There are all sorts of reasons why this is a good idea. Not least because you can version control, unit test and tie into your CI system any existing database.
How many times have you found inconsistencies between a test and live database, not known which one is right and been unsure who to ask on your team? In my experience, especially in smaller teams with no DBA, this happens a lot and people do bad things like edit the live database directly (“Hmmm, according to the query plan I need to add an index. I’ll just do that now.”).
By creating a SQL Server project using SSDT
- You will know exactly who changed what and when.
- You can fail a publish if database drift is detected (ie the database you are publishing to is different from the last time you published because someone changed something directly).
- You can create unit tests with standardised data that run against a fresh database.
- You can track database refactoring (ie changing a column name) so that tables are not dropped and rebuilt when published.
- You can fail a publish if data loss will occur.
- You can fully automate deployment to multiple servers and bring them all to a standard level regardless of their current version.
So much good stuff!
Here’s how you do it.
First, make sure you have the latest version of SSDT.
Create the project
- In Visual Studio, select File / New Project.
- Under Templates. click ‘SQL Server’ and choose ‘SQL Server Database Project’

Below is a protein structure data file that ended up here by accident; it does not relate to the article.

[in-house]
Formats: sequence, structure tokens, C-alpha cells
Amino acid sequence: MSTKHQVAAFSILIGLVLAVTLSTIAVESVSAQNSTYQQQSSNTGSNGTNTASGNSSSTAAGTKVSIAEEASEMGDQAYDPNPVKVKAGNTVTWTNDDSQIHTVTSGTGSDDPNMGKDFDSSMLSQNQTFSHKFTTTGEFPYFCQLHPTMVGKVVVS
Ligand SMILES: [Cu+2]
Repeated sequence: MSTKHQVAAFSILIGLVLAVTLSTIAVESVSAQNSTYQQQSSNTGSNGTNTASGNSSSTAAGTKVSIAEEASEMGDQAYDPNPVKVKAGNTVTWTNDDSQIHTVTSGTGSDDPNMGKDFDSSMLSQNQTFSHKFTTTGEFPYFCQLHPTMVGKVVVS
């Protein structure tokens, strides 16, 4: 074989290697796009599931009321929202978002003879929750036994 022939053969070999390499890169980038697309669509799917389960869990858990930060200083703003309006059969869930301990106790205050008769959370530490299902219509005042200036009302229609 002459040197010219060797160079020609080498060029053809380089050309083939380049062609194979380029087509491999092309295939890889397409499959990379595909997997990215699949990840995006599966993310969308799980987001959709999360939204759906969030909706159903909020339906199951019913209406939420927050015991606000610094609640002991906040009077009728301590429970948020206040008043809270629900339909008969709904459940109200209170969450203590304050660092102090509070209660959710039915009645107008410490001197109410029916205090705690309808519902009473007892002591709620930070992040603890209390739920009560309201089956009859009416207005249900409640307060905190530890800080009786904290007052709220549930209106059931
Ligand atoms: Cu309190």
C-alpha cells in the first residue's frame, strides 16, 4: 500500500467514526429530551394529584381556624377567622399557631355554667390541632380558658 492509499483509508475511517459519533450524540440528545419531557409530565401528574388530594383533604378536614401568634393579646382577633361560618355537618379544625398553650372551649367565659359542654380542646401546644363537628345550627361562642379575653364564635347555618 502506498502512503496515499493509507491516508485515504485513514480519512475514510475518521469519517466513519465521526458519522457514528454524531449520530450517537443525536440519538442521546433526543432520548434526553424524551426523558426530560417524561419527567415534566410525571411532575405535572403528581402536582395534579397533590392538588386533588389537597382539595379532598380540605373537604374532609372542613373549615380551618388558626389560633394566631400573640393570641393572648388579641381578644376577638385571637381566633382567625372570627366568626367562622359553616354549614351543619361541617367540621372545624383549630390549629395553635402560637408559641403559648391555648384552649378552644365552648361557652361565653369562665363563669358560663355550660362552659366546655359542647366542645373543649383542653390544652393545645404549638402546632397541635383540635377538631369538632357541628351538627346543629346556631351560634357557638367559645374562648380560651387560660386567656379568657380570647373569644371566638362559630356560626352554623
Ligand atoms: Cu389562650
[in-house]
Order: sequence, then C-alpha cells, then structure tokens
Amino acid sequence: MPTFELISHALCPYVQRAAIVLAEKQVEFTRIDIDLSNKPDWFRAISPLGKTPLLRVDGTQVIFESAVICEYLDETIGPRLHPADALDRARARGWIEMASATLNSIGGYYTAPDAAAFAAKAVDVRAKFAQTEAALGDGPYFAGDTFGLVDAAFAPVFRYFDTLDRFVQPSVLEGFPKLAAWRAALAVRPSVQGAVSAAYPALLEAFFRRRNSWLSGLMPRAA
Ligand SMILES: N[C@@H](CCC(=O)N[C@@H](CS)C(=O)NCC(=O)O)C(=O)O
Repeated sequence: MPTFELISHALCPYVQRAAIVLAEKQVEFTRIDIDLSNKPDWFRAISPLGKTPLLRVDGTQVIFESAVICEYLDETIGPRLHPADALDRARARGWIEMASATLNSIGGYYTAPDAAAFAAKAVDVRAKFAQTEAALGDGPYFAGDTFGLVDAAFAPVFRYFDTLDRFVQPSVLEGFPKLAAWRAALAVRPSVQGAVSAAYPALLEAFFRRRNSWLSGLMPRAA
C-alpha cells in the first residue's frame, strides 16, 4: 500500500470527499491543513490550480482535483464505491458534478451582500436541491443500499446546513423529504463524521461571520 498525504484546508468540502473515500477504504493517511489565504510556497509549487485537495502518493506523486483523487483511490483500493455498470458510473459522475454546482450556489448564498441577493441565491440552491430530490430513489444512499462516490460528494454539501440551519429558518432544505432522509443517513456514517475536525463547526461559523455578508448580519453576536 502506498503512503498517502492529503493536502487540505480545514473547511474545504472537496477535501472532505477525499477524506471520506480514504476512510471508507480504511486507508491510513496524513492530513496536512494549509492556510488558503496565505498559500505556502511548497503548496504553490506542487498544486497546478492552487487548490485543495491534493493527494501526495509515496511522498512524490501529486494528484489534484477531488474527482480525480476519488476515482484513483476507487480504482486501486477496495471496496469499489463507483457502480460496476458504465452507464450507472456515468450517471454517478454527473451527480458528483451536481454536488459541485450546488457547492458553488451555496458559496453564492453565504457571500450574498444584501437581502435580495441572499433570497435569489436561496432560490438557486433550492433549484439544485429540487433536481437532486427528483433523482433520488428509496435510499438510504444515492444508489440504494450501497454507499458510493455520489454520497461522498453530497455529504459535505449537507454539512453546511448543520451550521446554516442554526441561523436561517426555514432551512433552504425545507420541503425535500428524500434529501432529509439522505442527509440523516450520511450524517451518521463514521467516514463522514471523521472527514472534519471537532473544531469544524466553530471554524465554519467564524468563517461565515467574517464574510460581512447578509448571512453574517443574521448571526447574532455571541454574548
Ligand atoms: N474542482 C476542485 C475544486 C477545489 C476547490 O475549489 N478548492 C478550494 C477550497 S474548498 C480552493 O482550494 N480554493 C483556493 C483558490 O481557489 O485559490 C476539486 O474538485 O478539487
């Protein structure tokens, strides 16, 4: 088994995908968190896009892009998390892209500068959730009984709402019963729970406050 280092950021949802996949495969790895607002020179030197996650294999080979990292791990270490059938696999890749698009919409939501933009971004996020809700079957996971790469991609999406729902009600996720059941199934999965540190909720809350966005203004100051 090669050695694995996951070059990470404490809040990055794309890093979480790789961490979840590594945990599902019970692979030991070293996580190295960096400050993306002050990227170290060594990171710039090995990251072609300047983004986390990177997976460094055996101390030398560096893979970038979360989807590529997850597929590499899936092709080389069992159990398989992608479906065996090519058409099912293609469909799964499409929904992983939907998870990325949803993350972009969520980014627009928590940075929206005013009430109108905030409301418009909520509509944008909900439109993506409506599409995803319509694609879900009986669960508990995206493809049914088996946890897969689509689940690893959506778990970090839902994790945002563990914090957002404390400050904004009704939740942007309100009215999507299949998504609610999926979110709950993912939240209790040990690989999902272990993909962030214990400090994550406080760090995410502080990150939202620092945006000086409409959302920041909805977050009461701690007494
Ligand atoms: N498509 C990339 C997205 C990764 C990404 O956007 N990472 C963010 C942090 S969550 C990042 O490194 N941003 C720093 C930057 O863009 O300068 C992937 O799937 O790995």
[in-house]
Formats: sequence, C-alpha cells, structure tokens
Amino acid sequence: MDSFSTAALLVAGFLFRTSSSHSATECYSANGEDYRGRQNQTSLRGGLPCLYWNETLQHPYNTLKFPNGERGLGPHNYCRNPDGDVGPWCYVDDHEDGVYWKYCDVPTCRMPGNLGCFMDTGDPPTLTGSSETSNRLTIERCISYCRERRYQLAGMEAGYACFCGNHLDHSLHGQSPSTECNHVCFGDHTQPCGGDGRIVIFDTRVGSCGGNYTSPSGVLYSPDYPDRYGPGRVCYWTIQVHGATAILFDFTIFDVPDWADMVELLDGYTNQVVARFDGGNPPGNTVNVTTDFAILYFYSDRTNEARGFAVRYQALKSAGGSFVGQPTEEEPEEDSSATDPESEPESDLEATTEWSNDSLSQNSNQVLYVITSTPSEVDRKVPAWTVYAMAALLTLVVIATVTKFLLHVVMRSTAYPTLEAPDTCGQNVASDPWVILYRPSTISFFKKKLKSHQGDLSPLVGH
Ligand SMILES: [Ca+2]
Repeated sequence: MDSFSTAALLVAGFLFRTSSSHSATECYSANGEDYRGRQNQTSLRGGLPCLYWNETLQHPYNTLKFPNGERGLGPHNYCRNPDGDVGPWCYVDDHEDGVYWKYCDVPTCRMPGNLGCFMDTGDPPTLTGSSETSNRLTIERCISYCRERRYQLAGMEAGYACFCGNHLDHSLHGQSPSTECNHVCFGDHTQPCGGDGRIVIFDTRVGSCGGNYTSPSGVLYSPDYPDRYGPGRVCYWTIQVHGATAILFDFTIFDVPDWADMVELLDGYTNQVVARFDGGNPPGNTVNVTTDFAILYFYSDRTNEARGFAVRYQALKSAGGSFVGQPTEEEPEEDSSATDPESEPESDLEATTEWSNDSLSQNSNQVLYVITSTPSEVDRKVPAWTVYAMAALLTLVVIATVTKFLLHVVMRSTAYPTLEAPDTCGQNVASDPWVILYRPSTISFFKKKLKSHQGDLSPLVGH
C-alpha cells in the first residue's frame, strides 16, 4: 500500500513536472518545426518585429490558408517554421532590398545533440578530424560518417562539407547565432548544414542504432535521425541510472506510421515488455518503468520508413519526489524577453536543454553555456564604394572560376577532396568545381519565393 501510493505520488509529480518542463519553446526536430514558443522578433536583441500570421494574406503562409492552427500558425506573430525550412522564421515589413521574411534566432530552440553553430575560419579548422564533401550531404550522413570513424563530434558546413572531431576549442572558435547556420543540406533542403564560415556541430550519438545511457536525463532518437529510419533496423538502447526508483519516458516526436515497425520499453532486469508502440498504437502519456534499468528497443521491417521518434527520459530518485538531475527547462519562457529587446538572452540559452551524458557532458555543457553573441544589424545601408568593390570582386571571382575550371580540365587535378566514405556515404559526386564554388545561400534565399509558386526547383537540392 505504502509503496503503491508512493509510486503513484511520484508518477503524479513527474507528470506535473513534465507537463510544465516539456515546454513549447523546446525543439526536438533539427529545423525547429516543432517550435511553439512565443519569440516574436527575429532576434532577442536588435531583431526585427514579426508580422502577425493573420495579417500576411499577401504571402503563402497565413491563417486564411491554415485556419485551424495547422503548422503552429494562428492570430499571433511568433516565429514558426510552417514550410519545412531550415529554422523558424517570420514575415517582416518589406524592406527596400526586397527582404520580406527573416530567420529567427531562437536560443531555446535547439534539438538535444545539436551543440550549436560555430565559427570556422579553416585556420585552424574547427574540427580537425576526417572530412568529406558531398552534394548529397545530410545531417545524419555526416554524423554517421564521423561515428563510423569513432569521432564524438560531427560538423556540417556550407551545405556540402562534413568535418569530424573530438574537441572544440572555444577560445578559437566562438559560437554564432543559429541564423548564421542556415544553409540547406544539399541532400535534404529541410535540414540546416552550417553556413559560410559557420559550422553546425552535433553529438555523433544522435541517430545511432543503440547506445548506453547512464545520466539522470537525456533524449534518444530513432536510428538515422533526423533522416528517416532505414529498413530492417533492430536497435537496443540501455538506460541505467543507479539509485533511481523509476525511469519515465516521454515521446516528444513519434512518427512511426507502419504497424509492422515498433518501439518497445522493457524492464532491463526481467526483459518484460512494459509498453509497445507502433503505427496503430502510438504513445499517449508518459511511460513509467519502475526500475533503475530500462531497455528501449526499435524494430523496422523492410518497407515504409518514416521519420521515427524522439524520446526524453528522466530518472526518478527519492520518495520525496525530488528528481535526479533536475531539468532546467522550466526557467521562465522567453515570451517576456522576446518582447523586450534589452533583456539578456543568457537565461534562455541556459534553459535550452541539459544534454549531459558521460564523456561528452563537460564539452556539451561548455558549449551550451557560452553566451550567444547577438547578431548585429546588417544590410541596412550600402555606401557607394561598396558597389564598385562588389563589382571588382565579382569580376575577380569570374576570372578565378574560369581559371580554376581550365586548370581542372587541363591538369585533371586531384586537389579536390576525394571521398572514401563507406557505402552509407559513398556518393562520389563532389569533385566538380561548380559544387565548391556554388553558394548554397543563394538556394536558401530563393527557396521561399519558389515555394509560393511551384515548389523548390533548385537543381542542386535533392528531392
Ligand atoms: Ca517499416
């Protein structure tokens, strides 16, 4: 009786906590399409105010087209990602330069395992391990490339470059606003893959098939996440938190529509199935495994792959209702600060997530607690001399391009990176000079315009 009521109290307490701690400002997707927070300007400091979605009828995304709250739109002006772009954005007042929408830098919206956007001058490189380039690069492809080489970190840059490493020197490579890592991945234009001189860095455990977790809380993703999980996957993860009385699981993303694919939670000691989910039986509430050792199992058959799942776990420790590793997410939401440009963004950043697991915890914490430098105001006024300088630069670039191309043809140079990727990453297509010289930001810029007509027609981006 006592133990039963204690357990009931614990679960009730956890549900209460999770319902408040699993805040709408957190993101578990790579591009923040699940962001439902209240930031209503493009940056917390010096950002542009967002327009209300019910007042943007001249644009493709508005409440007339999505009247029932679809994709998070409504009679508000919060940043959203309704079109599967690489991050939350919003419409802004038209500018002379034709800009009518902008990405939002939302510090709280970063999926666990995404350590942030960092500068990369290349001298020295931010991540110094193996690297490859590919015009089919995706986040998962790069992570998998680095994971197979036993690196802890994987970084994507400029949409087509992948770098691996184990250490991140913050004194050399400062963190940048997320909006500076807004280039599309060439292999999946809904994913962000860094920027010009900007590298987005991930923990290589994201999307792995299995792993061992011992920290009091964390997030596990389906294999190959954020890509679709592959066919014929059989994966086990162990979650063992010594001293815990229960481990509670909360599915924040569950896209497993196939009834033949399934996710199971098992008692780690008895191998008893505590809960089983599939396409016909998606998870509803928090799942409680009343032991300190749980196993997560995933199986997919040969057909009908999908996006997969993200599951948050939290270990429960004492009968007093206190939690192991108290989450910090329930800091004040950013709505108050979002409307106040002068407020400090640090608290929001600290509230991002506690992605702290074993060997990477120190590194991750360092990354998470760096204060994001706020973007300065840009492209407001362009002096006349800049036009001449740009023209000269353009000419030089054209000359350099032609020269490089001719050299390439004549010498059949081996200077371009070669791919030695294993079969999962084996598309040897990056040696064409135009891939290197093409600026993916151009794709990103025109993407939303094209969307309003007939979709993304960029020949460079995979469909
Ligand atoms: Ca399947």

- Name your project according to the database you are importing and also name your solution, then click OK.
Import your database
- Right click the project you just created and select Import, then Database
- Select your database from the Source Database Connection dropdown list, or use the New Connection button to add it.
- In addition to the default Import Settings that are selected I usually also select ‘Import Database Settings’ so that the correct database version is chosen in the project properties. Otherwise you can usually leave everything else as is.
Check your folders and files
At this point you will have a folder structure based on the database schema – if you only use dbo then you will only see that, otherwise you will see a folder per schema and an additional security folder where sql for creating your schemas has been put. (This is also where you put sql for new schemas) Here you can see that my database has two schemas – dbo and IntegrationTest. SSDT also separates out your functions, stored procs and tables. In the Security folder you can see the sql for creating the IntegrationTest schema.
If there is anything missing at this point you may want to check the import settings. You can always delete all the added files and folders and do the import again.
Build and be happy!
Right click your project and select Build.
- If there are no external references the project will build and create a dacpac. This will be saved in your bin directory in the appropriate configuration folder.
- If there are external references required you will need to add them. I have blogged how to do this here.
You can also add static data such as lookup tables or date dimensions and again I have blogged about this here.
We are now at a stage where you can version control your database and to publish it to a particular server you just need to right click the project and select ‘Publish’. Note that there are several options when publishing and you can create profiles for different servers. I have blogged about how to do that here.